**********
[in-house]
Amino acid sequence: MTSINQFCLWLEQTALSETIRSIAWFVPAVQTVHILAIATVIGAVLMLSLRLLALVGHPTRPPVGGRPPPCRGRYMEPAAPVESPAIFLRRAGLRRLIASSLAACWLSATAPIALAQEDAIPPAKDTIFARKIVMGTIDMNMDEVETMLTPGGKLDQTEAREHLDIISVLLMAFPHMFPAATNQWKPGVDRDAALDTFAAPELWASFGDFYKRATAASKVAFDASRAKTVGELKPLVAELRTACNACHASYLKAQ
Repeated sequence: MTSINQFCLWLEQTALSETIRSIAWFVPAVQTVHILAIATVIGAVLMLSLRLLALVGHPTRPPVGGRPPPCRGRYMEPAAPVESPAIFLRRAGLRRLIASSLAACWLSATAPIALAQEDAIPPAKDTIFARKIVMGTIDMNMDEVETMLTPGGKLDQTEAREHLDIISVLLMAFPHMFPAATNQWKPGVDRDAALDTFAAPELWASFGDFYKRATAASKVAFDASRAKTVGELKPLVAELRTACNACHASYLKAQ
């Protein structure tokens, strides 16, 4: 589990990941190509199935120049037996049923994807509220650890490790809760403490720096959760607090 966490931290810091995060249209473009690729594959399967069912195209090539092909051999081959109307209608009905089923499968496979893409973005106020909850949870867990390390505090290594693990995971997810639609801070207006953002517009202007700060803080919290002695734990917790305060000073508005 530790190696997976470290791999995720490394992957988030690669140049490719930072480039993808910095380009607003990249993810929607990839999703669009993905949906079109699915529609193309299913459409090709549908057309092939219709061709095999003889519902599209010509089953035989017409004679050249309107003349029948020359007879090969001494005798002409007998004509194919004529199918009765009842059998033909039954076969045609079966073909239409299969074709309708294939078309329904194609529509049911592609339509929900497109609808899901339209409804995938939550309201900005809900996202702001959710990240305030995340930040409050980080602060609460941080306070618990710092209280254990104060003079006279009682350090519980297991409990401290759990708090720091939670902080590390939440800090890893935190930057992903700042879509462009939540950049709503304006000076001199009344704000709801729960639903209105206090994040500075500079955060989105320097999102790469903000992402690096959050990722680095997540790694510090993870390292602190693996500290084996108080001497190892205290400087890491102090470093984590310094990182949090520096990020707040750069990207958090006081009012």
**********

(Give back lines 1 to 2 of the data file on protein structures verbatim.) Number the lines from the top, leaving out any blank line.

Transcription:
[in-house]
Amino acid sequence: MTSINQFCLWLEQTALSETIRSIAWFVPAVQTVHILAIATVIGAVLMLSLRLLALVGHPTRPPVGGRPPPCRGRYMEPAAPVESPAIFLRRAGLRRLIASSLAACWLSATAPIALAQEDAIPPAKDTIFARKIVMGTIDMNMDEVETMLTPGGKLDQTEAREHLDIISVLLMAFPHMFPAATNQWKPGVDRDAALDTFAAPELWASFGDFYKRATAASKVAFDASRAKTVGELKPLVAELRTACNACHASYLKAQ